These all sound wonderful!
New years if filled with tradition. Beans for luck (some put a coin in the beans for a prize...the "king of the bean", or trip to the dentist...collards or other leafy greens to symbolize money. (not that ever worked for me).
Ham for health and being feed for the new year.....(with left overs).
Seafood---well I don't why that's traditional...maybe because cold water oysters, crabs are available and elegant and work very well with ice cold vodka.
Speaking to Sam's point about "coins", lentils are traditional New Year's fare in various cultures for precisely that reason---sometimes with sliced sausage. In Sam's part of the world Hoppin' John is also traditional. Personally I prefer to serve those things on New Year's Day rather than on the Eve. Something for those people who stumble in with a hang over.
For a super weird (which isn't that weird to me).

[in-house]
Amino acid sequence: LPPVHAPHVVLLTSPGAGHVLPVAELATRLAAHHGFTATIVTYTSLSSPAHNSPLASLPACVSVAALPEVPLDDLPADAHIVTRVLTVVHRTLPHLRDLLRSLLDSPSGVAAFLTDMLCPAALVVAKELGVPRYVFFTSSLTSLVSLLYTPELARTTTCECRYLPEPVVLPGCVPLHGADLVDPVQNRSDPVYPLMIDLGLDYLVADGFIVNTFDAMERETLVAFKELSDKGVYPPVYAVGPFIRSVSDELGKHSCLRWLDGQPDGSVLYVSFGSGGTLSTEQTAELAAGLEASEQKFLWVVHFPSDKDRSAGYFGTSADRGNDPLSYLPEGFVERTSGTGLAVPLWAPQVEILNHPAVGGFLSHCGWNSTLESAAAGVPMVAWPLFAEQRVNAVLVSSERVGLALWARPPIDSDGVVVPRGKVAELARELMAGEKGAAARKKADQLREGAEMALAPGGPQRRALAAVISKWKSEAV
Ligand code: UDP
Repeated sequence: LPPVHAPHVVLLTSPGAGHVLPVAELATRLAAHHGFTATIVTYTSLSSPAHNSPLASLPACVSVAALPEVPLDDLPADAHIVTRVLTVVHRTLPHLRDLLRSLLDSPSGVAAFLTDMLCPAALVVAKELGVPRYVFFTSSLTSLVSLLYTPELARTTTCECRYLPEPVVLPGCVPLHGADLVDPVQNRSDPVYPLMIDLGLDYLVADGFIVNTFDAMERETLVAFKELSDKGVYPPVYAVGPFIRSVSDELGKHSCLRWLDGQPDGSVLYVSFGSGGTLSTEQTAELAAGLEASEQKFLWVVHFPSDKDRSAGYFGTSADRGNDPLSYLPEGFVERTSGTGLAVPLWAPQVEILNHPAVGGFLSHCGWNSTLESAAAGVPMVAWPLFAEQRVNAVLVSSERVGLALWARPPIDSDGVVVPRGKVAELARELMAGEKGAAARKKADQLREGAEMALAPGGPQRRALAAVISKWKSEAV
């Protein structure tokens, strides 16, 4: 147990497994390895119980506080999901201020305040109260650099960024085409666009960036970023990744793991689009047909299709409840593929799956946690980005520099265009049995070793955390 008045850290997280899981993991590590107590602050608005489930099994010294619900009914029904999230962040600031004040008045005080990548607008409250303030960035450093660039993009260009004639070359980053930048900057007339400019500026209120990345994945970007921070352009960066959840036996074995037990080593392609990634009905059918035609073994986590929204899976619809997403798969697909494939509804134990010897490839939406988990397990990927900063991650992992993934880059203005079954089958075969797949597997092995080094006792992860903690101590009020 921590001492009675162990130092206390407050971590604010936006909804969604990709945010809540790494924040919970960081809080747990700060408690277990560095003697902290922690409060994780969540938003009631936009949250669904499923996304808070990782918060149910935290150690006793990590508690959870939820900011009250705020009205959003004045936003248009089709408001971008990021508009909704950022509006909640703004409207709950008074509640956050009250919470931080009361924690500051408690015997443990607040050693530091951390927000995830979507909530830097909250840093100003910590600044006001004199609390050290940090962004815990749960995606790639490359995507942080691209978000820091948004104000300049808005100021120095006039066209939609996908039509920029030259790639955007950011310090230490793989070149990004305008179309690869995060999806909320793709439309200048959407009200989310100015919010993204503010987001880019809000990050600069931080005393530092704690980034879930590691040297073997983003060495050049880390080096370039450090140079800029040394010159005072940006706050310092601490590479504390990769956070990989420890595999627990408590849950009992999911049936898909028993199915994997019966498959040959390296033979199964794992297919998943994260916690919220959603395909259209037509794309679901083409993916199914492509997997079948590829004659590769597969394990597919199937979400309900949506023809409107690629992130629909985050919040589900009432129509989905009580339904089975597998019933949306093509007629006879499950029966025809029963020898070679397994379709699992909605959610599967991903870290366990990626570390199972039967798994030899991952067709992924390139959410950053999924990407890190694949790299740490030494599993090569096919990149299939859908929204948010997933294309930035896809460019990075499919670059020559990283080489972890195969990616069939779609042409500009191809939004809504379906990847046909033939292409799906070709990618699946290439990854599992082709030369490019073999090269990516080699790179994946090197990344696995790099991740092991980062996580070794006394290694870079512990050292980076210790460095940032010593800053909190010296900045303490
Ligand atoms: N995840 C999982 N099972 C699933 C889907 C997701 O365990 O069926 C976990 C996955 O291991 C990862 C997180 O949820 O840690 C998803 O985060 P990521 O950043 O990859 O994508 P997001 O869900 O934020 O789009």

A mess 'o collard green for NYE can be a PITA to clean and get all the sand off.
My grandmother, and mother, used put those bunches of collards in the washing machine (laundry machine). Filled it up with water with some white vinegar..and moved it around by hand to aggitate. it.
Then turn the analog knob to spin dry. You have a big ol salad spinner in your laundry room...unless you have one those digatal things that wont submit to interruptions; or a horizontal one.
For me, NYE is about luxury...we have the traditional beans, greens and cornbread on the 1st...to guarantee prosperity (and be able to afford the blw out dinner a year later!). ...sucking oysters isn't a problem. Have a great knife, a glove and somebody all lined up to do it....